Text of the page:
Then, I glued some 2 ½″ wide ¾″ plywood pieces in place along the top and the bottom middle sections. These areas don’t need a full pieces as they won’t be seen. Again, these should be 1″ inset from the front edge.
And the last piece of the “fake inset frame” was the drawer divider. I cut another 2 ½″ wide strip of ¾″ plywood like shown and used ¾″ pocket holes and 1 ¼″ pocket hole screws to secure it between the dividers to evenly space out the drawer sections.
Step 4: Build Mid Century Modern Console Base
The base of this dresser consists of a 2×4 frame assembled with pocket holes like shown below.
Now, 2x4s typically come with rounded edges and to make cleaner joints, I like to square these off. This tutorial walks you through that process.
That’s totally optional, but do keep in mind that if you do trim your edges, you may have to adjust your measurements below since what’s shown below assumes a full 3 ½″ wide 2×4.
Once the base was assembled, I cut out 4 legs like shown on a scrap piece of poplar. I just cut one out with a jig saw, sanded it smooth, and traced the other three on the board to cut out.
You could use any 1x or 2x scrap for this or even some ¾″ plywood. I just happened to have some scrap poplar handy to use for this.
After the base frame was assembled and the legs cut, I used some wood glue and 2″ wood screws to secure the legs onto the base frame at each corner.
I wanted these to angle in, so I used a speed square to help me angle the legs at 45 degrees while securing.
Step 5: Install Base onto Cabinet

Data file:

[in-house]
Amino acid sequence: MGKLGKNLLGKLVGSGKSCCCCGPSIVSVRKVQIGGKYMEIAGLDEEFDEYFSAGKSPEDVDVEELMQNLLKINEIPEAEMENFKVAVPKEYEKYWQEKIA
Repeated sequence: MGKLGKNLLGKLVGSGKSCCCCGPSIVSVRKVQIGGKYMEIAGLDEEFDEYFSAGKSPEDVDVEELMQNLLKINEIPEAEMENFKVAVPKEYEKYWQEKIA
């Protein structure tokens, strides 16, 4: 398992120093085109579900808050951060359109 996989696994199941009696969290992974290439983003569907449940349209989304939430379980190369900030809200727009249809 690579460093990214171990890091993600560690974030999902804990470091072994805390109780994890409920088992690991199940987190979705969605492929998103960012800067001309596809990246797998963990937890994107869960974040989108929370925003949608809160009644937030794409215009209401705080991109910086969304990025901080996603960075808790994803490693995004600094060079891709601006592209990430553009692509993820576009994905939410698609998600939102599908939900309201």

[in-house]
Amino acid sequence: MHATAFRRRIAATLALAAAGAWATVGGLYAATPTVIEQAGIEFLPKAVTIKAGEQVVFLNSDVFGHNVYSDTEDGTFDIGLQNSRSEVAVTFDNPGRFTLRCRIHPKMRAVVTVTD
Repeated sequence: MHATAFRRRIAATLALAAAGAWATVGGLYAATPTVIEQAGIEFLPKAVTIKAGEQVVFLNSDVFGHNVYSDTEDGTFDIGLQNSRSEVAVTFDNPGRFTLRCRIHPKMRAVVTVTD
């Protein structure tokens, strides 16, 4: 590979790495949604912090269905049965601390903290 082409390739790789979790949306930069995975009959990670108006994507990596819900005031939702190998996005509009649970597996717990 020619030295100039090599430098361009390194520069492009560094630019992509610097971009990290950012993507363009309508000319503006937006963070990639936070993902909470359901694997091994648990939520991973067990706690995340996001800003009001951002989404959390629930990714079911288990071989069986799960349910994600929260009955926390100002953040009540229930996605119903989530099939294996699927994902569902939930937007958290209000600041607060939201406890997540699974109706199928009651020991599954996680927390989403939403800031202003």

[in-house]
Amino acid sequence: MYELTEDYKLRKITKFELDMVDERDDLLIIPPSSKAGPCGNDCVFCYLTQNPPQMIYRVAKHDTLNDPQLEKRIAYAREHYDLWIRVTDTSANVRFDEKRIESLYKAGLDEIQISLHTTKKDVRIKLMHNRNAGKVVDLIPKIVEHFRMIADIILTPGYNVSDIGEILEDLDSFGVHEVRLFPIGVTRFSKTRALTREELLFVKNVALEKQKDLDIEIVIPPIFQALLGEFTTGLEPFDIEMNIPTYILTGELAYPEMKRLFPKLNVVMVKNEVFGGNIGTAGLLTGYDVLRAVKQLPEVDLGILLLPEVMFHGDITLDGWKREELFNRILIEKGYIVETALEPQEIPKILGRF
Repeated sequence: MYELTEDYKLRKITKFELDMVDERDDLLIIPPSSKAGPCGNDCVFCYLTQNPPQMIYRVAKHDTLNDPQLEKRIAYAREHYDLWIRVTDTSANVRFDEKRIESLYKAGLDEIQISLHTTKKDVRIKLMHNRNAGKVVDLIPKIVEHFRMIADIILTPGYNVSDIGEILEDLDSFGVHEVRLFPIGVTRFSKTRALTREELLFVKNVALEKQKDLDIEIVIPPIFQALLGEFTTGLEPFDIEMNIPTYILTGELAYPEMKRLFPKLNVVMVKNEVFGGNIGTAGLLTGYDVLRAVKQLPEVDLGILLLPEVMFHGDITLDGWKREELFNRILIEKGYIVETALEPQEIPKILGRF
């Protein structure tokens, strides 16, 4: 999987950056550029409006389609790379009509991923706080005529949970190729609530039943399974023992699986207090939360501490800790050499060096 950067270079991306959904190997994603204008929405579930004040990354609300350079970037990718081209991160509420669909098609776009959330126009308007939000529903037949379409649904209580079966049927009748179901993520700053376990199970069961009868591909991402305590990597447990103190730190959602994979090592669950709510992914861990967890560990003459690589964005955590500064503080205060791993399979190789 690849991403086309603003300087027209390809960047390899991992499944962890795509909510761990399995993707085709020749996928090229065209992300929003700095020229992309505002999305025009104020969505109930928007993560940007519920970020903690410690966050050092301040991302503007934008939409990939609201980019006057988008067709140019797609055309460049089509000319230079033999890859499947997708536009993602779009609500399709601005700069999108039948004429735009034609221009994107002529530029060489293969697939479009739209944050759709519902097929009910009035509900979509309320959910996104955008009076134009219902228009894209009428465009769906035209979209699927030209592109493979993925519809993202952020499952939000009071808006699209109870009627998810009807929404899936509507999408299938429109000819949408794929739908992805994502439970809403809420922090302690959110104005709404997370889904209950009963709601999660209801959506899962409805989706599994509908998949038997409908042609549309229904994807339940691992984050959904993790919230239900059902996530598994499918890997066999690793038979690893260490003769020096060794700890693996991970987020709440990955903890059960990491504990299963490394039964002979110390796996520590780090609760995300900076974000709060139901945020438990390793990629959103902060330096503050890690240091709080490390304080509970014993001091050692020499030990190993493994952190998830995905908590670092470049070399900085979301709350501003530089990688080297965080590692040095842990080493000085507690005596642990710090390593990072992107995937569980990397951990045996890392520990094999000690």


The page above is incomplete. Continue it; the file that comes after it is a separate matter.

I used wood glue and 2″ wood screws to secure the dresser base to the dresser cabinet leaving 2″ overhang on the left and right and 1″ overhang on the front and back.
Step 6: Install Drawer Slides
I installed 16″ ball bearing drawer slides into the dresser so that the front edges were flush to the front edge of the divider panels.
For more information on installing drawer slides, check out this detailed drawer building guide.
Step 7: Build and Install Drawer Boxes
I built two identical drawers using ¾″ plywood for the sides and ¼″ plywood for the bottom.
I cut ¼″ dadoes into the drawer box sides to insert the bottom panel, but if you don’t have a table saw or router to cut your dadoes, you can simply staple or screw the ¼″ plywood bottom onto the bottom of the drawer box instead.
I assembled these drawer boxes using ¾″ pocket holes and 1 ¼″ pocket hole screws.
Then, I installed them into the dresser onto the slides.
Step 8: Add Adjustable Shelves to DIY Modern Console
At this point, it makes sense to go ahead and drill the shelf pin holes before you start attaching the doors to make things easier.
I used a shelf pin jig to drill shelf pin holes along the sides of each cabinet section in order to install shelf pins that will allow me to have adjustable shelves.
You can cut the shelves now or later, but I cut mine to 14″ deep x 16 ½″ wide, ensured they fit, then set them to the side for now.
As a side note, since these shelves are only 14″ deep, make sure not to drill the front shelf pin holes more than 14″ from the back edge. Don’t ask me how I learned that lesson haha.
Step 9: Cut and Install Doors and Drawer Fronts
The doors and drawer fronts were a little odd here because I didn’t follow the TYPICAL spacing rules. Normally, with doors and drawers, ⅛″ is the typical spacing gap.